Key Questions to Consider When Forming an LLC with Partners

While online "canned" LLC formations can work for single-member LLCs, a more tailored approach is critical when forming an LLC with partners.

November 4,2023 | Managing Your Business

While online “canned” LLC formations can work for single-member LLCs, a more tailored approach is critical when forming an LLC with partners.


When forming an LLC with partners it’s critical to create a custom-tailored, well-thought-out operating agreement that addresses various key questions. Here are some essential questions to consider when forming an LLC with partners.

How will the LLC be Managed?

Will the LLC be member-managed or manager-managed?

Most LLCs default to being member-managed. This means that the members, together, manage the day-to-day operations of the company. This can work for a single-member LLC, but when you have multiple partners and investors involved, it’s going to cause huge headaches and administrative burdens. You may find yourself issuing formal meeting notices and sitting in on votes for the most mundane of things far more often than you care to.

Instead, many multi-member LLCs will form as manager-managed entities, and delegate that day-to-day management authority of the business to one or more managers.

Who will be the LLC manager?

Assuming you choose to form a manager-managed LLC, you’ll next have to decide who that manager will be. Questions to discuss here include the following:

  • Will the manager be one of the owners, i.e., a member, of the LLC? Or will the company be managed by a consultant or an outsider hired for that purpose?
  • Will the manager be a person, or a company hired to perform management duties?
  • Are there any required qualifications for becoming a manager? For example:
    • Is there any reason the manager needs to be a real human instead of a company?
    • Does the manager need to be a U.S. citizen?
    • Does the manager need to be a woman because the company will be seeking women-owned and women-operated status with the SBA or some other similar organization? Is hiring a manager on the basis of gender or other protected class legal?

What limits should the members place on the manager’s authority?

The question of what limitations LLC members should put on a manager’s authority is always a tricky balancing act. On the one hand, it’s usually best for the manager to have broad authority so that the LLC can be agile and operate at speeds that are responsive to customers and vendors and the marketplace generally. On the other hand, it’s important to put guard rails around a manager’s authority to protect the LLC’s members from a potentially bad or incompetent manager, and at an extreme, to protect the LLC from fraud, embezzlement, and theft. So, some of the questions to consider when building those guardrails and balancing them against agility for the LLC include the following:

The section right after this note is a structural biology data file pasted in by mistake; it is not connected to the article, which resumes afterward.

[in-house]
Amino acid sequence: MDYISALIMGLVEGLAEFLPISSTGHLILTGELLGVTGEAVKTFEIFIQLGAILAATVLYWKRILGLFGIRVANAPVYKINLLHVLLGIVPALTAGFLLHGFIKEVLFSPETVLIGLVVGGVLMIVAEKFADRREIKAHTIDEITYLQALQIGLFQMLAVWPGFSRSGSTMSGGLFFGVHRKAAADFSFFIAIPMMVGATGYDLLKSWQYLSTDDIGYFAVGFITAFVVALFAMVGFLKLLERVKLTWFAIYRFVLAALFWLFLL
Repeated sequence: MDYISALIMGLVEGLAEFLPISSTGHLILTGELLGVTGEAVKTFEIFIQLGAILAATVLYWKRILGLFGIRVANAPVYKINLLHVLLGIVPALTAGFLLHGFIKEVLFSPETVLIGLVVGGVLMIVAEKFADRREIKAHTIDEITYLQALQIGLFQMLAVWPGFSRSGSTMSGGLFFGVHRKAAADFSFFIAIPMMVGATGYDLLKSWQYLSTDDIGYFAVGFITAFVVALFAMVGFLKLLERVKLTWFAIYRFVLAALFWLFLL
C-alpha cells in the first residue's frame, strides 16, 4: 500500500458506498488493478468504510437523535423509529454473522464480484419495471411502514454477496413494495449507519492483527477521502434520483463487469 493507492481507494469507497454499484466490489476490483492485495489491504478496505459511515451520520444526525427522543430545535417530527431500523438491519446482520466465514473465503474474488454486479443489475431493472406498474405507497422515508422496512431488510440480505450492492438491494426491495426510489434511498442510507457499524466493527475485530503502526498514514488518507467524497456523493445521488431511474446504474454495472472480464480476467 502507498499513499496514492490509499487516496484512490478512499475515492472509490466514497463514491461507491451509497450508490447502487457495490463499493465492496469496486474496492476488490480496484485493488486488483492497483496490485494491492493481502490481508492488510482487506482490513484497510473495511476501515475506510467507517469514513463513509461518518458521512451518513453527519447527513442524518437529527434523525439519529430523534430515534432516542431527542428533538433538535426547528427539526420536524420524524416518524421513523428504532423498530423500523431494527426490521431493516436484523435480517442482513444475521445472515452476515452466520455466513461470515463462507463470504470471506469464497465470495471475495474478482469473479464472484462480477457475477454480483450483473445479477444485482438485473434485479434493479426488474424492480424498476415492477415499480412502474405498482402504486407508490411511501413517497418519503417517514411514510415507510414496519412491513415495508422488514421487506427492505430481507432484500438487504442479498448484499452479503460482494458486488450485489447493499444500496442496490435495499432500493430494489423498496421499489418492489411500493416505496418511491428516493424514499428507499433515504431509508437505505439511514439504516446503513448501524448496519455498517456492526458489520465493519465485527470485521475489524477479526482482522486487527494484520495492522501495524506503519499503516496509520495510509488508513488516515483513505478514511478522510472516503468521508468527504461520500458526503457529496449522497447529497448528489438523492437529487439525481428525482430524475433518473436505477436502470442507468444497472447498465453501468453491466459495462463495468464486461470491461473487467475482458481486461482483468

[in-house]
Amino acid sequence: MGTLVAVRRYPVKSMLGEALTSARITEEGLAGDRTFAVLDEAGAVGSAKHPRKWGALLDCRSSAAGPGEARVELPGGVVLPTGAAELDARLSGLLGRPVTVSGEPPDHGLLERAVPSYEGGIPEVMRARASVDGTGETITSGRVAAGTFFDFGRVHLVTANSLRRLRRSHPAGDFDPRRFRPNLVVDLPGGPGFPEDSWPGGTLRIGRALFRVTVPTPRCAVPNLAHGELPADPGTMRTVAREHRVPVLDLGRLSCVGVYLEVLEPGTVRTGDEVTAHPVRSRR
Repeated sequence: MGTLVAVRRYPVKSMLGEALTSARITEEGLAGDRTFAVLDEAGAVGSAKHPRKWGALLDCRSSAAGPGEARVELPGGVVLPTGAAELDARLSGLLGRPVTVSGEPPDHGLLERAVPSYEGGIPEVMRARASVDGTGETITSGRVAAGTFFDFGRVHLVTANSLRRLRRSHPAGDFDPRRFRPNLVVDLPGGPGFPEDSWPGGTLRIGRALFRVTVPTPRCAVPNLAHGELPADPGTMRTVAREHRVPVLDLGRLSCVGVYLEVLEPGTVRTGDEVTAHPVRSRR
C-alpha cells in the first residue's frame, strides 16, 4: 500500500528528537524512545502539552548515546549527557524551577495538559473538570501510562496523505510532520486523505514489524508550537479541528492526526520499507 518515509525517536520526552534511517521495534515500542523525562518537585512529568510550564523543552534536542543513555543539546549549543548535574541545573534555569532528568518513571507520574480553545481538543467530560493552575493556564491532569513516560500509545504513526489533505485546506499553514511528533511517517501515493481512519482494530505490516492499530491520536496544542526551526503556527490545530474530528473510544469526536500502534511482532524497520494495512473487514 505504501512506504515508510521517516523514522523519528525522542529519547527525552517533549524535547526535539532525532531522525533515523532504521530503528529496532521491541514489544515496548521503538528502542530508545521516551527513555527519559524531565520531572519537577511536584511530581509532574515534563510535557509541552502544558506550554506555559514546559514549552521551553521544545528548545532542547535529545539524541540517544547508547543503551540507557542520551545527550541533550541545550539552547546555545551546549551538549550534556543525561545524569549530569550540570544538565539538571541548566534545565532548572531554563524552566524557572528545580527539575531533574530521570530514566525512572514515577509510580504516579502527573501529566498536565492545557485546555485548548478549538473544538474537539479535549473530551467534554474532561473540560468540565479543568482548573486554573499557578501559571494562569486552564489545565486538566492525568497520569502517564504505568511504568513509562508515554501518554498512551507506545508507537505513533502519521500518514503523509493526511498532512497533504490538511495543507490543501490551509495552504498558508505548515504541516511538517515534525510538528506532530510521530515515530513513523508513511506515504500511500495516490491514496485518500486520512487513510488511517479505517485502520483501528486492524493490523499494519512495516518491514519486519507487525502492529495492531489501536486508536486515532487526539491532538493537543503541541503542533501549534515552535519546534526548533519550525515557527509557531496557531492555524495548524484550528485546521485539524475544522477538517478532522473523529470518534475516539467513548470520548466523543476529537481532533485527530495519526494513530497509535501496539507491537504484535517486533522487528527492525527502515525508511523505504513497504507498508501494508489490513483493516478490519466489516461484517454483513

• Will the members have to approve the manager opening or closing bank accounts?
  • Will the manager have signing authority on the LLC bank accounts? (And if not, who will have that signing authority?)
  • Will there be a limit on the manager’s signing authority for the LLC bank accounts? (Typically this is a dollar limit.)
  • Will the manager be authorized to sign contracts on behalf of the LLC? If so, is there a limit on those contracts? Are the limits dollar-based? Are the limits type-based? Or both?
  • Will the manager have any authority in winding up the LLC if and when it dissolves or shuts down? (Pro tip: A manager that has run an LLC for years might want to buy the company and continue it when the members are no longer interested in continuing the business. This can make the business more valuable to the owners. However, many state laws could prevent the manager from doing that if the manager is also responsible for winding up the LLC.)
  • What actions might the manager take in running the LLC that need to be approved first by the members?
  • Will the manager be allowed to operate or work for another company that’s a competitor of the LLC? If not, then how will the LLC and the manager determine what’s “competitive” such that the manager is prohibited from working with that other company?
  • How broad is the manager’s duty to present outside business opportunities to the LLC versus taking those opportunities for the manager’s own benefit?

How will the LLC manager get paid?

When it comes to how an LLC manager is paid, the sky’s (almost) the limit. Common arrangements include hourly pay, salaried pay, or pay based on equity interests, or any combination of those. If the manager isn’t also a member, LLCs often like having at least some component of the manager’s pay be equity-based, so that the manager is incentivized to build profits for and equity in the LLC. (If the manager is also a member of the LLC, then the manager already has skin in the game due to their ownership interest, so equity-based pay is less important for the member/manager.)

It will also be important to figure out the legal requirements that go along with any particular pay arrangement. For example, it may be legal to hire your manager as an independent contractor, or you may be legally required to hire them as an employee. If the manager is an employee, you’ll have to comply with salary, minimum wage, and overtime laws. There are also laws in many states that limit the extent of non-compete obligations that your manager may have to the company, and there can be heavy fines – for example $5,000 per contract in Washington State – if you don’t comply with those laws by drafting your management agreements extremely carefully. Finally, be aware that any equity-based pay arrangements – even if it’s only part of the manager’s pay – can have major tax implications for both the LLC and the manager if not drafted properly. In short, the opportunities to negotiate pay arrangements with your manager are rife with legal pitfalls, and we definitely recommend that you connect with an attorney to discuss the details of all manager pay arrangements.